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House Republican Leader Shows Movement On Immigration

republicans-democrats-symbols.jpgOne of the biggest challenges facing so-called comprehensive immigration reform in the United States is the issue of determining what would be the resultant legal status of immigrants who are currently in the country. The two sides of the debate largely fall along ideological lines, with more liberal thinkers wanting a “path to citizenship,” and more conservative thinkers opposed to the idea. With upwards of 14 million people living in the U.S. illegally, it is unthinkable that the issue could be solved by deportation alone. Considering even a strategy which relies heavily on deporting millions of people is unrealistic, the first signs of conservative suggestion that legalization is needed may be the catalyst for a movement towards a true solution.

High ranking congressman Kevin McCarthy of California has indicated in a recent interview that undocumented immigrants may be given a legal status in any immigration deal, but that full citizenship is off the table. McCarthy, the Majority Whip in the U.S. House of Representatives, and third in line in House leadership, suggested that the immigrants would be able to work and pay taxes legally under the proposal.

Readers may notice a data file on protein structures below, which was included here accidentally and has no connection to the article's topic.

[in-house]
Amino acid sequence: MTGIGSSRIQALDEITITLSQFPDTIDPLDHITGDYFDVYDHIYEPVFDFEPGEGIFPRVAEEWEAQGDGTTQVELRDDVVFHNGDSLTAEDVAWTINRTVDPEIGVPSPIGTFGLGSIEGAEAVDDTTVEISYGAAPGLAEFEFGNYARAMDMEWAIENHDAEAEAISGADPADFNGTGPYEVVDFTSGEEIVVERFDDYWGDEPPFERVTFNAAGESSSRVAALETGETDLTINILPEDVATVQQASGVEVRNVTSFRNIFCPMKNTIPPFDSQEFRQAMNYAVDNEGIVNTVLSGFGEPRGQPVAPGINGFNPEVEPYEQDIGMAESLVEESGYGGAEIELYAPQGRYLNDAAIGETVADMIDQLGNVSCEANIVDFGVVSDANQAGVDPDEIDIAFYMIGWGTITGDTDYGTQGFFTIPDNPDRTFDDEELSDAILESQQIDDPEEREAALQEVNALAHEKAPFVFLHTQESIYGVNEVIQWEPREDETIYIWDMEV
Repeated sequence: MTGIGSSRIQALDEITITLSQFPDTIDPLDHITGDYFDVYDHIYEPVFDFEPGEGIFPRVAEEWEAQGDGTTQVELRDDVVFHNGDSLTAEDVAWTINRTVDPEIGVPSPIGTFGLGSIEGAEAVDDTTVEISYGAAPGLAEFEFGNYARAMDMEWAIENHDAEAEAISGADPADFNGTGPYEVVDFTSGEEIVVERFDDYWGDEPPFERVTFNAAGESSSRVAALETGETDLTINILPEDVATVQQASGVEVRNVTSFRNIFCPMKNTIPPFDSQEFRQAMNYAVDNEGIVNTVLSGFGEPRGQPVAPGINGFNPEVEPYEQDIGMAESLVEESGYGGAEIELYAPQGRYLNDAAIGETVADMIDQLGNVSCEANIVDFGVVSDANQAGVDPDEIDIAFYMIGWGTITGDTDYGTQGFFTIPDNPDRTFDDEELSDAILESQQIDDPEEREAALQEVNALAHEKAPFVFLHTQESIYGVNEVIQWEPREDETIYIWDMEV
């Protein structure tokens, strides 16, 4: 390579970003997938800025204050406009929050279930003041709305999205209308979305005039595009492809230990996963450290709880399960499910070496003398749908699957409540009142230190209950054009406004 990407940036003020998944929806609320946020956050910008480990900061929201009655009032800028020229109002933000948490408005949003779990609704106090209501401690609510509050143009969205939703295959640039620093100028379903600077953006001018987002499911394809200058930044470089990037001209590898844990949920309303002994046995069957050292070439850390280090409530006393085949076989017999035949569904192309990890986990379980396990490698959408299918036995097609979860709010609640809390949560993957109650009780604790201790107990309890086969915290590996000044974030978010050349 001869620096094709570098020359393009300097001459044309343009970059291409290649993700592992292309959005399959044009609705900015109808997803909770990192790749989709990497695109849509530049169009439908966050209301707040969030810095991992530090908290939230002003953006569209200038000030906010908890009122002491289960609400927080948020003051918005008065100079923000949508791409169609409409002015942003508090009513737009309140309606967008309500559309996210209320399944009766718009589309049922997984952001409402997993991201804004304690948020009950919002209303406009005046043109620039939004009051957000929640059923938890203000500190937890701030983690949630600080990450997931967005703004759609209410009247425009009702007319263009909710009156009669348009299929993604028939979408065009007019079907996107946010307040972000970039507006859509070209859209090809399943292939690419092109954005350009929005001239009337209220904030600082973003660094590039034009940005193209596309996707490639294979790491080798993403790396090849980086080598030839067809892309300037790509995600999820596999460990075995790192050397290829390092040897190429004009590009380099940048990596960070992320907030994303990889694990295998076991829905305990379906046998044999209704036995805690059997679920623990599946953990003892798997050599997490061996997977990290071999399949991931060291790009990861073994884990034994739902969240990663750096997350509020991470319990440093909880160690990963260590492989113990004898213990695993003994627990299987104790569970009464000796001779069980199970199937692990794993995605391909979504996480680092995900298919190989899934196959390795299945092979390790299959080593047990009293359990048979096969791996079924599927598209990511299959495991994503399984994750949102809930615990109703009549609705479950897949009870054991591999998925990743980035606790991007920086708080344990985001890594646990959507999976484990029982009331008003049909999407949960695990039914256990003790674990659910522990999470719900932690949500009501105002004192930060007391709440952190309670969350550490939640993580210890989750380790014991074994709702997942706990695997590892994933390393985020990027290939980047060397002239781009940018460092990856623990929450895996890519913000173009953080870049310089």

Opponents to McCarthy’s ideas have suggested that such a proposal may cost him his seat in the House. They have reportedly began discussing the idea of sponsoring a primary challenger for McCarthy’s House seat, a move meant to promote someone more in line with their own views of how the situation should be handled. Those who oppose legalization of illegal immigrants, even when full citizenship is off the table, have a variety of reasons for doing so. One of the most popular rationales cited is that the United States is a country of laws, and those who have broken the law simply cannot be allowed to get away without penalty. For this reason many opponents of legalization label it “amnesty.”

It appears that there may finally be some movement in getting a true immigration reform package together, one that may finally put much of the uncertainty surrounding the issue behind us. But the United States is a large and complex country, and there will always be a need for immigrants to seek advice from legal professionals. If you or someone you know needs help with an immigration issue, contact the Austin immigration lawyer at the Lyttle Law firm by going to our website, or calling us at (512) 215-5225